Lady Doctah K and Doctor Mister Lady Doctah K throw a lovely holiday party every year. It is elegant and pretty, warm and inviting. There are beautiful flower arrangements, delicious food, lovely wines and a well stocked bar. And. And there is always a gaggle of loud rowdy women from book club who storm in lookin’ all fancy with bemused partners in tow, get their hands on a cocktail within seconds and start to surf the waves of shrieks and cackles that crash through the house for the duration of the fest. I describe this as if I am nothing more than a detached observer to the phenomenon, a curious sociologist scribbling notes, when truth be told I may actually, kind of, sort of be in the midst of the ruckus. This year Doctor Dash was on-call and Lady Shutterbug was also stag, which I think upped the ante a little bit. Without the calming influences of our well behaved hubbies, we went in fast and hard on the gin and tonics and ended up staying until two a.m. Although this hardly explains Lady Homeslice’s behavior, as Mister Lady Homeslice was in da house and she still managed to titillate a group of innocent fireside sitters with her silver panted gyrations. Twice! Oh, it was beautiful. By the end of the night my bookish sisters were screaming and dancing to Tom Petty, getting their sequins all tangled up and laughing. Laughing and laughing.
I can’t even figure out why we laugh so much. Half the time no one has even said anything and there we are, eyes locked on one another, horse faces in full neigh (OK, maybe that’s just me), the hysterics bubbling forth like a shaken bottle of champagne. There’s a piece of it that’s purely and joyfully auditory. Every one in the book club has an uh, umm, uhhh, robust laugh. So if one person starts, it’s hard not to follow. This month we’re reading Foxfire by Joyce Carol Oates who describes Goldie, one of the members of the girl gang, as follows: “(she was) famous for her hyena laugh which had the unnerving power to draw your laughter with it whether it was your wish to laugh or not or whether there was logic to such laughter or not . . . ” So there’s a bit of that, except everyone’s a Goddamn Goldie, so you can imagine. Also, I think that because month after month we delve into all sorts of difficult issues through our books, the emotional barriers between us are gauzy, stretched almost to the point of transparency. When you talk about books, you’re really talking about yourself a lot of the time. I feel like I’m always right there at the surface with these guys, hence the hair trigger tipping into laughter. And finally, but most simply, there’s the obvious fact that being as smart as they are, these ladies are funny – plain and simple. They just say and do funny things. They crack my ass up. Alas, Lady Doctah Poodle and Lady Peace had left by the time Lady Shutterbug unearthed her camera and some of the other ladies were MIA, but, hey, there’s always next year (or next month).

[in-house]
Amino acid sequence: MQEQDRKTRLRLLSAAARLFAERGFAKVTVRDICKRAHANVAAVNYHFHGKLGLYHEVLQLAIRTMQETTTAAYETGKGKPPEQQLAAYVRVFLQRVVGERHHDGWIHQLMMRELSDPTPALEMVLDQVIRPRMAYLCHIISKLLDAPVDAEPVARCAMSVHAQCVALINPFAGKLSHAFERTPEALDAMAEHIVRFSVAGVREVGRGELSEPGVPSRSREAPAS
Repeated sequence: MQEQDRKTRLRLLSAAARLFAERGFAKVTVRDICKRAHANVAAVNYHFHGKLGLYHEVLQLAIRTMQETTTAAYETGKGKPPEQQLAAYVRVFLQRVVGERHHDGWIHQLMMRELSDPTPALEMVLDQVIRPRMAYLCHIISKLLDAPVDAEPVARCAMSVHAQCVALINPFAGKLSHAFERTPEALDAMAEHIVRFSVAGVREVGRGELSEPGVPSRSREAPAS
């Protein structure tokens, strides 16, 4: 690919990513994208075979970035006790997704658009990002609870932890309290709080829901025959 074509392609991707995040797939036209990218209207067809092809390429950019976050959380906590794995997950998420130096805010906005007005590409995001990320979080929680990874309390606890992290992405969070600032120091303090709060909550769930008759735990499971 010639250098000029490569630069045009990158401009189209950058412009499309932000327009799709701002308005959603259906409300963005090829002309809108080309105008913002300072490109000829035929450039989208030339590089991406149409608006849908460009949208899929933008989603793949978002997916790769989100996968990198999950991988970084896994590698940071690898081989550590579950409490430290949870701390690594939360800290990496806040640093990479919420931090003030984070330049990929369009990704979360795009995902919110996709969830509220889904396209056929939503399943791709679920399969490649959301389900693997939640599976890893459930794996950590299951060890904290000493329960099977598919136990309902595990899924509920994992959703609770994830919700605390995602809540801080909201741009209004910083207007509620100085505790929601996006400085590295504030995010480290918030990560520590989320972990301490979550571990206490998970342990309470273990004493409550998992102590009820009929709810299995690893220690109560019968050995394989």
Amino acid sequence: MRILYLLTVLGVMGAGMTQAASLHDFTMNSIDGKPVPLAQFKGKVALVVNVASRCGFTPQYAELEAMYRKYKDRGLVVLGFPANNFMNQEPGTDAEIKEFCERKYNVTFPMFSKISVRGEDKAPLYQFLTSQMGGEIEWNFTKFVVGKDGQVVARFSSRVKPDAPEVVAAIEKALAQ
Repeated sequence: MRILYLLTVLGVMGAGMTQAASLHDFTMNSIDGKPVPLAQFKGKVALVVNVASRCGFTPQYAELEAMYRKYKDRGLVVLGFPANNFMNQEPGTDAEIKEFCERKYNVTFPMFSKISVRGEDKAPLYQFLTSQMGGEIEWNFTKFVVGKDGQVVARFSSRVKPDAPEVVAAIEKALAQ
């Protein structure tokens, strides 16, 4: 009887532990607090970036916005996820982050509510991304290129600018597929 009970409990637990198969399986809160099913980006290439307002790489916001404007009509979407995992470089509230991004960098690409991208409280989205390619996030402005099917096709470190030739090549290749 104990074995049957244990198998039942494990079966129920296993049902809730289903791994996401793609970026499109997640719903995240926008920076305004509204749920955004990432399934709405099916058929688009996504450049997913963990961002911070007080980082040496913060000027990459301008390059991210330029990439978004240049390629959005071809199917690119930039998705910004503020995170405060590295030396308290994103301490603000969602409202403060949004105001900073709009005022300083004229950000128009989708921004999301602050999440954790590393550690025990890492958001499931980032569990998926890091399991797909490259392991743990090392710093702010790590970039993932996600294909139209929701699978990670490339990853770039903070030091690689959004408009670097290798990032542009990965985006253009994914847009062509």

In the post mortem flurry of emails, Lady Tabouli wrote something to the effect of: Did you ever think you’d meet women who would make you laugh like this in your late thirties and forties? The answer for me is a resounding no. I never thought I would. But I have. And I thank my lucky stars for the giggly gift of them.